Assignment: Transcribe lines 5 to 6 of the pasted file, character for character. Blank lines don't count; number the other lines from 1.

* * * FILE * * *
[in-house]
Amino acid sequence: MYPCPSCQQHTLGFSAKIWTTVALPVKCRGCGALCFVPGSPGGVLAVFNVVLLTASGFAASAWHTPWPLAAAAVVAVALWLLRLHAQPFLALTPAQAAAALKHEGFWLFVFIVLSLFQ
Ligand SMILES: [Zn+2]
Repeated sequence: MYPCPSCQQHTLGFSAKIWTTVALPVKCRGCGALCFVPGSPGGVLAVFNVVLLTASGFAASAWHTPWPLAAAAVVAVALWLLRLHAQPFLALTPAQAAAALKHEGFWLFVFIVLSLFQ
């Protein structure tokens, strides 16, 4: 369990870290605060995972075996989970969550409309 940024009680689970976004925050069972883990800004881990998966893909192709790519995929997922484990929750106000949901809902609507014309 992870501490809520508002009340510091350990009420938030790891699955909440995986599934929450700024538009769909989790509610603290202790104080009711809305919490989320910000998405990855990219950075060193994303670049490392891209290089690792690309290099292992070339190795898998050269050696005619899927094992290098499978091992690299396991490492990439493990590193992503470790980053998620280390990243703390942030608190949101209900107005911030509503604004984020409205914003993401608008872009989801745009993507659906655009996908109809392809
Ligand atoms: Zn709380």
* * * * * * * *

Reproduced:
């Protein structure tokens, strides 16, 4: 369990870290605060995972075996989970969550409309 940024009680689970976004925050069972883990800004881990998966893909192709790519995929997922484990929750106000949901809902609507014309 992870501490809520508002009340510091350990009420938030790891699955909440995986599934929450700024538009769909989790509610603290202790104080009711809305919490989320910000998405990855990219950075060193994303670049490392891209290089690792690309290099292992070339190795898998050269050696005619899927094992290098499978091992690299396991490492990439493990590193992503470790980053998620280390990243703390942030608190949101209900107005911030509503604004984020409205914003993401608008872009989801745009993507659906655009996908109809392809
Ligand atoms: Zn709380």